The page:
Government Health Plan Would Devastate Hospitals

If just half of the patients who currently have private coverage enrolled in a public plan that paid low Medicare rates, many hospitals would go out of business. An analysis by America's Health Insurance Plans found that if all the patients treated in California hospitals were enrolled in a public plan paying rates 10 percent higher than Medicare, virtually none of the hospitals could cover their costs.

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  1. Larry C. says:

    Meanwhile the hospitals are being sold out by their national associations who seem desparate to do a deal with Obama and the Democrats in Congress. Go figure.

  2. Linda Gorman says:

    The hospital associations at the national and state levels feel that if they form a regulated cartel they will be able to make more money or at least have a nicer life (when nonprofits often take their profits in easier working conditions). Legislation in the states is aimed at hooking existing hospitals with good government relations directly into pools of tax money that favored players can spend without a lot of oversight from taxpayers or customers.

    This is rent seeking as usual by big business that doesn’t want to face competition.

  3. Brian says:

    And you would expect anything other from insurance companies? Pure hogwash and pure lies. Just another pathetic attempt to scare people. Look at the lowest average buisness costs and then look at the average charges for service. Multiply that by the annual use of services and you will actually see the phenominal success in profits that insurance and the entire medical provider field enjoys. Go broke????? Give me a break. Wouldn’t happen if medicare paid 50% less than what they pay right now. Typical lying from the insurance industry and so biased that the only good that newspaper item has is toilet-paper.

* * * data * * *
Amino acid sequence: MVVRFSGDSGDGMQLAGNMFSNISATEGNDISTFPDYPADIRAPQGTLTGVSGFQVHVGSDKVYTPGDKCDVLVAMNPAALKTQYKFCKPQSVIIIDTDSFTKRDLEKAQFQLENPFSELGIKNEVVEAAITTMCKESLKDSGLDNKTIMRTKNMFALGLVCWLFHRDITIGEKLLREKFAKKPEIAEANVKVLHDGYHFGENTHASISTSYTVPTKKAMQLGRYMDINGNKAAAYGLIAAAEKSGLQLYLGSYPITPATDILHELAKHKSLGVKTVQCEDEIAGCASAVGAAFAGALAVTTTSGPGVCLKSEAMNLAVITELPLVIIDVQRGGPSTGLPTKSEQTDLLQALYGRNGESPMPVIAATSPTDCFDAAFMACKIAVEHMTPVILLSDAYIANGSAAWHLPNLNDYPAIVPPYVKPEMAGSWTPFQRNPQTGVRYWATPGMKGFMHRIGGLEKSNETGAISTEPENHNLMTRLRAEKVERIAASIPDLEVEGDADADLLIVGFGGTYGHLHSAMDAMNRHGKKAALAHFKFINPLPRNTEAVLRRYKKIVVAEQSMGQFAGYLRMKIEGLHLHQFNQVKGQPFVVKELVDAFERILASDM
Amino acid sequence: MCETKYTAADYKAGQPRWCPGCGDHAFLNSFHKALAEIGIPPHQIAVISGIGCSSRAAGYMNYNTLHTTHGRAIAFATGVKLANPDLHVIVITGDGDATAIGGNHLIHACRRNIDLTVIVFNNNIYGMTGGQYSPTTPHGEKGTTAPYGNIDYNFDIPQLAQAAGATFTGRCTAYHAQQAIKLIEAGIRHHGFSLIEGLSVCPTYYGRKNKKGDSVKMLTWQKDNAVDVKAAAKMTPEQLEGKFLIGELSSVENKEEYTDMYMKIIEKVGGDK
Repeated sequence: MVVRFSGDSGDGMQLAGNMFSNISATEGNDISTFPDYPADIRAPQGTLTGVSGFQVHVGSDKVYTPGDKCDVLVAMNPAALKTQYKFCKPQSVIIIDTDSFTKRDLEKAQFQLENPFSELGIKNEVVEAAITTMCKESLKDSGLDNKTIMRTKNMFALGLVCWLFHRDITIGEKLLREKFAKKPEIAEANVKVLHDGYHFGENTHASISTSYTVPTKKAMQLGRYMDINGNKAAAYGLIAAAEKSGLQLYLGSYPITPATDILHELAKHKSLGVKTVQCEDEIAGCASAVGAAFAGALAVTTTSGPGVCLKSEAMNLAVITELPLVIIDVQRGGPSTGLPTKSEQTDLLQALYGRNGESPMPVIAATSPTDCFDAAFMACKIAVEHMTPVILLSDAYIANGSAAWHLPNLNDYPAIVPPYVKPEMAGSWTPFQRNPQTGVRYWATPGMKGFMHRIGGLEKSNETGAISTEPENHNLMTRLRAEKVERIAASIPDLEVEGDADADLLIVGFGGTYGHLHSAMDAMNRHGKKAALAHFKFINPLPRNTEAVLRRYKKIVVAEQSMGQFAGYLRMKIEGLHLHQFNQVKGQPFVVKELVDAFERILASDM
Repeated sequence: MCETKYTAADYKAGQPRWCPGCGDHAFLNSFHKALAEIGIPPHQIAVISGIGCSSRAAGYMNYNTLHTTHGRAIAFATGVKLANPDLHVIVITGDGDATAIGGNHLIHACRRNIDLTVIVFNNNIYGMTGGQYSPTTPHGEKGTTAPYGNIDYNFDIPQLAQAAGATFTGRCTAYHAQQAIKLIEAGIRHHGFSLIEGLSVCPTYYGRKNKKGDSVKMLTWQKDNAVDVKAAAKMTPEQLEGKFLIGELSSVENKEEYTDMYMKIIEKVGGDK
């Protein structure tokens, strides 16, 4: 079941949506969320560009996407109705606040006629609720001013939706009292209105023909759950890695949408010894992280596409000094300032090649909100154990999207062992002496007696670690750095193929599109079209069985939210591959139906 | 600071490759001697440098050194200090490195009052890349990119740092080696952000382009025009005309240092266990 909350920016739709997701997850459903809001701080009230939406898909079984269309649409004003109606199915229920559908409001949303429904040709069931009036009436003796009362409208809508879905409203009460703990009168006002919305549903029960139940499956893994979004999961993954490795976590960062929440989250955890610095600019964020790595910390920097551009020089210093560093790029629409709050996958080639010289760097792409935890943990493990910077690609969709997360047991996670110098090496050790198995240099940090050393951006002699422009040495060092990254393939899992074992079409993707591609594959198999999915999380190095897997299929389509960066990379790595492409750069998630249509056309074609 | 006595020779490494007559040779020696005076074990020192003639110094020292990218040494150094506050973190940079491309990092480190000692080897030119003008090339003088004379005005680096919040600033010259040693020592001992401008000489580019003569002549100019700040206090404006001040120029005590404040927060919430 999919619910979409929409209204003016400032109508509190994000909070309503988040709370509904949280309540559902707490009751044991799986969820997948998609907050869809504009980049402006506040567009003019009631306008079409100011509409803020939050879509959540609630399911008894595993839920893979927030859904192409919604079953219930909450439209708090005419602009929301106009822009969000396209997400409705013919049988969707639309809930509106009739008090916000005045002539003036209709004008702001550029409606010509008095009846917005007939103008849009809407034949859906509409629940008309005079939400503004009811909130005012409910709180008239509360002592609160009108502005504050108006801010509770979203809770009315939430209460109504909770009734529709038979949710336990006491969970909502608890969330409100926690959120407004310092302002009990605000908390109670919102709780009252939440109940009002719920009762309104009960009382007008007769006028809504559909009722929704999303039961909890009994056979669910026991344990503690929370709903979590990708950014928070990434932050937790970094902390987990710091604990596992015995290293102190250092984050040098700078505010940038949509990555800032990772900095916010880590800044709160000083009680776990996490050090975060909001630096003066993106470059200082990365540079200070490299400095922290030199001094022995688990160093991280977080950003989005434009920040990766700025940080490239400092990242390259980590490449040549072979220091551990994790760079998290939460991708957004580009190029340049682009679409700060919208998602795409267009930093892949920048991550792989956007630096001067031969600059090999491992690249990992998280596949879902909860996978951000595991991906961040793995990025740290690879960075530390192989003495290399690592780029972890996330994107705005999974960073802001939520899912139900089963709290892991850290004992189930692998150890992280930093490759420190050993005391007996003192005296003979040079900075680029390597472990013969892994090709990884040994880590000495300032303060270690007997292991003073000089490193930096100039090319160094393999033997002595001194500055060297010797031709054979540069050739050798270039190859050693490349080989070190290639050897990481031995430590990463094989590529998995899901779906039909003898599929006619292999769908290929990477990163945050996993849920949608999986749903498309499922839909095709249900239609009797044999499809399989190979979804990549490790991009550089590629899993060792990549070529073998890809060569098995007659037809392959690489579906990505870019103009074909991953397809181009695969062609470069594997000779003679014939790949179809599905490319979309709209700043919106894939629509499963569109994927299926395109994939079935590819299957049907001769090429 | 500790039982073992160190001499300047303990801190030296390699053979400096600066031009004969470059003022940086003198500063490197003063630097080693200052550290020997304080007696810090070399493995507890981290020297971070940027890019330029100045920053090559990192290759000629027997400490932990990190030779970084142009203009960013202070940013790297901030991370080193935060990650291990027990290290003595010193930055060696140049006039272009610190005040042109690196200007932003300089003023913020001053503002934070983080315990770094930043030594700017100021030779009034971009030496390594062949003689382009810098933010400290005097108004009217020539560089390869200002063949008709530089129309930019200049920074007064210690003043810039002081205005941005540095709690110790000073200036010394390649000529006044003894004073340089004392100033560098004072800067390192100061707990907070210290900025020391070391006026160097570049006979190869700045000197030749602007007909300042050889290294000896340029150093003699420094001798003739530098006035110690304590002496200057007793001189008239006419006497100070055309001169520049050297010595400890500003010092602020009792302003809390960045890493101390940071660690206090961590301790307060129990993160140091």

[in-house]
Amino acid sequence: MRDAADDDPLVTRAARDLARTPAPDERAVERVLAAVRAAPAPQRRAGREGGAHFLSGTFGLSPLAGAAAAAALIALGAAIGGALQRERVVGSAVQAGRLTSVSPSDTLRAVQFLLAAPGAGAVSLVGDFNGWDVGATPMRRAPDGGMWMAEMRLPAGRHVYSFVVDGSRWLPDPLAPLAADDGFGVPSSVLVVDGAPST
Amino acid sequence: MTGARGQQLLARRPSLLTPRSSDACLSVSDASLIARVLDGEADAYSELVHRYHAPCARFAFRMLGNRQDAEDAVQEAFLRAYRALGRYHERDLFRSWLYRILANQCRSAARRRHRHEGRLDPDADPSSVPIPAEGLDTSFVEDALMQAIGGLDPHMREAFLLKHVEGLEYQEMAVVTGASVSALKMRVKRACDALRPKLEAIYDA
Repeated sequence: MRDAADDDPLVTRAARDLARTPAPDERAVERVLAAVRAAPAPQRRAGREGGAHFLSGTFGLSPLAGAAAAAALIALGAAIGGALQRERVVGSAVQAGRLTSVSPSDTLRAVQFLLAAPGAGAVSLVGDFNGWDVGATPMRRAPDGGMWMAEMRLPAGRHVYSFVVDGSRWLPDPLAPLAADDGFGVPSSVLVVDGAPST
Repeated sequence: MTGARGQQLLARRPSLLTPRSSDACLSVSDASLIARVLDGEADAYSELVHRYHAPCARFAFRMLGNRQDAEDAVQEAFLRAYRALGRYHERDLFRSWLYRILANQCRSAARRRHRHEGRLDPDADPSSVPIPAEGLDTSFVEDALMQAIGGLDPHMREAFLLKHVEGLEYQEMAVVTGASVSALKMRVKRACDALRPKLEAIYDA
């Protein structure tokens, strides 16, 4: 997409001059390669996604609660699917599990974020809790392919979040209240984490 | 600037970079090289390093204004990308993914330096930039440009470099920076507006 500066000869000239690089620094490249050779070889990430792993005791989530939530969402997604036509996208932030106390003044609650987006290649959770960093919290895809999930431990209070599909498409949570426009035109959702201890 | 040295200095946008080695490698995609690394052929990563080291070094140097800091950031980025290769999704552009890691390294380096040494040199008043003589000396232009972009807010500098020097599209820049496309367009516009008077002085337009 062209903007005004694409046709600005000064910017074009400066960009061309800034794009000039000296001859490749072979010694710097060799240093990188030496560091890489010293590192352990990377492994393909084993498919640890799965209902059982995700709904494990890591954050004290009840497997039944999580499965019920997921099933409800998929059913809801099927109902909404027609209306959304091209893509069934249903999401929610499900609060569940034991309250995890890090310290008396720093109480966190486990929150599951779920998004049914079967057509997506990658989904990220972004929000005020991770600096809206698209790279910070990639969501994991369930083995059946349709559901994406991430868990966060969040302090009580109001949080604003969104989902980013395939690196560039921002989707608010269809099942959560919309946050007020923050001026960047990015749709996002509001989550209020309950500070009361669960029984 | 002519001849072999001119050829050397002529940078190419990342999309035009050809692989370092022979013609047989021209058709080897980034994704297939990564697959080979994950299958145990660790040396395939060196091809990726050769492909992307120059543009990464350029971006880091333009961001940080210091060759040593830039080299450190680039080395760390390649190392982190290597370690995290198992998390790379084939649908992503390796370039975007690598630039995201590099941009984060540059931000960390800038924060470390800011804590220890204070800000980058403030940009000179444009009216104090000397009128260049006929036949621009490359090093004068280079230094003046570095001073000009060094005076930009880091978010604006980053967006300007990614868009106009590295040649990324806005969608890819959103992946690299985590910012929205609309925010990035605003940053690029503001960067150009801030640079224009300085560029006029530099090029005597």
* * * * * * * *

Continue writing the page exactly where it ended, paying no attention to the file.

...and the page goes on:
4. Power2thepeople says:

    I’d really like to see where you get your figures, Brian. I hope you subtract all the equipment costs and unecessary medical testing and treatment that doctors feel compelled to do because of the malpractice problem, which by the way has yet to be addressed in any form or fashion by the current administration. Why? Because the trial lawyer lobby funded their campaigns. Medicare and medicaid have the lowest reimbursement. That is a fact. Private insurers base their rates, which are higher, off of the government programs. Fact. The only reason medicare/aid are not collapsing the system now is because they are not the majority of the patient population. The hospitals also cut costs by having in-training people treat them, like interns/residents with less experience. I for one can’t wait to be seen by a mass-produced trainee for my healthcare with no other option. yay! A majority of hospitals in this country are non-profit anyway, which means money they make gets put back into the system so you aren’t staying in a building that probably should have been condemned. If we want to tamp out greed, we should do our research to see what insurers and hospitals are putting back into the system via donations, etc. and exercise our right to choose our providers while we still have it. Oh wait, that would require that extra effort of being a responsible patient/citizen that we seem all too complacent to give up our freedoms up to avoid.

  5. says:

    It’s sad to see the same errors being repeated. We wrote to the Clinton transition team 16 years ago urging them to avoid repeating the fatal flaw in health insurance (i.e., “ ‘Health Insurance’ makes medical cost appear to be free to patients, physicians, and hospitals because it is not insurance.”) but the current reform efforts seem equally flawed.